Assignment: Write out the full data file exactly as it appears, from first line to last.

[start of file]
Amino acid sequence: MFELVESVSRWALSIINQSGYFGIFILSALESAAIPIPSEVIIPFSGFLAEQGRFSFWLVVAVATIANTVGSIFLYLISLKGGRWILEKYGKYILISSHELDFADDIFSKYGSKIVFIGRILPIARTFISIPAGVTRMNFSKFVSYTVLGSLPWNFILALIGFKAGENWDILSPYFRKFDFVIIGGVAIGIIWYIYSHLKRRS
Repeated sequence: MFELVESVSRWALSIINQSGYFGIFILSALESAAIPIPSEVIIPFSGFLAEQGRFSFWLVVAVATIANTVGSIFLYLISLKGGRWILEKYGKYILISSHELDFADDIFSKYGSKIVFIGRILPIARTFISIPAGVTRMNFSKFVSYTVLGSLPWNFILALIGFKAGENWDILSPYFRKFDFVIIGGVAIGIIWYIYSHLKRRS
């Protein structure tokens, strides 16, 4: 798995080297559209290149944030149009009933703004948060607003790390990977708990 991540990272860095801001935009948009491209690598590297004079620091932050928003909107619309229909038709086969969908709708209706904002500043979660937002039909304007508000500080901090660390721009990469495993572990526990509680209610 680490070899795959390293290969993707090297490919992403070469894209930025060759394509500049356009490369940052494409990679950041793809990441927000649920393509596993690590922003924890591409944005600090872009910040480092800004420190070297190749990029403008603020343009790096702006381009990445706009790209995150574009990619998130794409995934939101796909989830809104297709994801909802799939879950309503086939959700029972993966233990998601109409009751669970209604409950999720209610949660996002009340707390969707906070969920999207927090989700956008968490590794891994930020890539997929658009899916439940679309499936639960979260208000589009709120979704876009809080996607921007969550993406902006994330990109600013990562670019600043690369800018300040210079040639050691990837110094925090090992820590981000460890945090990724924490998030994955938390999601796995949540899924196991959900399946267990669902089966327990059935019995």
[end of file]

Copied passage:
Amino acid sequence: MFELVESVSRWALSIINQSGYFGIFILSALESAAIPIPSEVIIPFSGFLAEQGRFSFWLVVAVATIANTVGSIFLYLISLKGGRWILEKYGKYILISSHELDFADDIFSKYGSKIVFIGRILPIARTFISIPAGVTRMNFSKFVSYTVLGSLPWNFILALIGFKAGENWDILSPYFRKFDFVIIGGVAIGIIWYIYSHLKRRS
Repeated sequence: MFELVESVSRWALSIINQSGYFGIFILSALESAAIPIPSEVIIPFSGFLAEQGRFSFWLVVAVATIANTVGSIFLYLISLKGGRWILEKYGKYILISSHELDFADDIFSKYGSKIVFIGRILPIARTFISIPAGVTRMNFSKFVSYTVLGSLPWNFILALIGFKAGENWDILSPYFRKFDFVIIGGVAIGIIWYIYSHLKRRS
């Protein structure tokens, strides 16, 4: 798995080297559209290149944030149009009933703004948060607003790390990977708990 991540990272860095801001935009948009491209690598590297004079620091932050928003909107619309229909038709086969969908709708209706904002500043979660937002039909304007508000500080901090660390721009990469495993572990526990509680209610 680490070899795959390293290969993707090297490919992403070469894209930025060759394509500049356009490369940052494409990679950041793809990441927000649920393509596993690590922003924890591409944005600090872009910040480092800004420190070297190749990029403008603020343009790096702006381009990445706009790209995150574009990619998130794409995934939101796909989830809104297709994801909802799939879950309503086939959700029972993966233990998601109409009751669970209604409950999720209610949660996002009340707390969707906070969920999207927090989700956008968490590794891994930020890539997929658009899916439940679309499936639960979260208000589009709120979704876009809080996607921007969550993406902006994330990109600013990562670019600043690369800018300040210079040639050691990837110094925090090992820590981000460890945090990724924490998030994955938390999601796995949540899924196991959900399946267990669902089966327990059935019995």